There is little doubt that the party is under existential threat. Many in the country have, for a while, been hoping for the emergence of a new centrist party that can shake up the political landscape. There is no reason why the Lib Dems cannot become that party. A party built in a contemporary mode; in tune with contemporary culture and expectations – not only in terms of its policies but in terms of how it operates and relates to the public. To achieve that will require boldness and significant change that has no untouchable sacred cows. It will require that the proposed party reforms are not held back by timidity and lack of imagination.

It is not only the future of the party that may depend on it, but also the future of a thriving and meaningful British democracy.

* Joe Zammit-Lucia is a co-founder and trustee of the think tank and a Lib Dem member

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  • Tony Greaves 31st Jul '18 - 12:22pm

    Well I have read this but sorry, I cannot understand a word of what it is suggesting should happen. Except that the author wants a “new centrist party”. No thank you.

  • I agree with Tony. We are not and never have been a centrist party. Let’s hear from the author how he wants to bring more people into politics, how he wants to make party elections more democratic and how he sees bringing in more people to elect our candidates, without permitting entryism by supporters of other parties.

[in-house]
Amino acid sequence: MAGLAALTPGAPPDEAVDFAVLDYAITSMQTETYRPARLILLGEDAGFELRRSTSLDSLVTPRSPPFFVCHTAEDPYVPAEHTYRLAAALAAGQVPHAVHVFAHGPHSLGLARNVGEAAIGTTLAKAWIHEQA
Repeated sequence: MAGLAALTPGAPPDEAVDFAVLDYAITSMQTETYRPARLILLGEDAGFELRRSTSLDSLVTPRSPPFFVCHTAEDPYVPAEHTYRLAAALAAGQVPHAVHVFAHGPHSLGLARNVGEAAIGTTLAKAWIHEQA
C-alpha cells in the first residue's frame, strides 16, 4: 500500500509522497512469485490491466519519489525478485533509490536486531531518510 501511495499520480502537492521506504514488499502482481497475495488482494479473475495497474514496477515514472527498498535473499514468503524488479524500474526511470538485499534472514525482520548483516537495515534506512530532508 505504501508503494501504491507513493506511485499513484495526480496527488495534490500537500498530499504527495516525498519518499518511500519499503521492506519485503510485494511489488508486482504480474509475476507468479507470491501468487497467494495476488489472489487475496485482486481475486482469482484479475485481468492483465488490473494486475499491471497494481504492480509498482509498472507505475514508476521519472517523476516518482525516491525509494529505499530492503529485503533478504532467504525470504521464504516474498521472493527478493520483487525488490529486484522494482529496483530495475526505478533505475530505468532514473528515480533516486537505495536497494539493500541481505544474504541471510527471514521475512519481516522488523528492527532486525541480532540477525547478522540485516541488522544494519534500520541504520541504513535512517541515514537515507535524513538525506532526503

• @micktaylor. Heavens ! We know that Labour have disappeared stage left, Tories are in the grip of their right wing and now I am told that the lib Dems have never been a centrist party. That will come as very bad news to many, as we are now truely homeless.
    Incidentally, I believe we can be more democratic, more open to ideas from outside the party, more “bottom up” rather than “top down” but still present policies that are broadly centrist.

  • I think it is vital that any political party is controlled by people who agree with its philosophy, therefore to just try and have a larger membership is a recipe for the party to become a popularist party and not one rooted in a philosophy. So yes party members of constituencies should choose their candidate to ensure their candidate holds views compatible with the philosophy of the party and will represent the interests of the constituency.

    As you say Zoe, we seek to create a society where no one has to confirm, where ‘diverse views are welcome’, that ‘liberates the disadvantaged’ (that takes people out of poverty), where everyone can maximise their potential, that ‘breaks down power’, that controls power and restores power to those who feel they ‘don’t have a voice’.

    We could reform the way we elect members of our Federal Committees: we could publish minutes and recorded votes after each meeting; we could include the voting record in the election literature; we could make it compulsory that candidates give an email address for voters to contact them; and we could make the elections annual.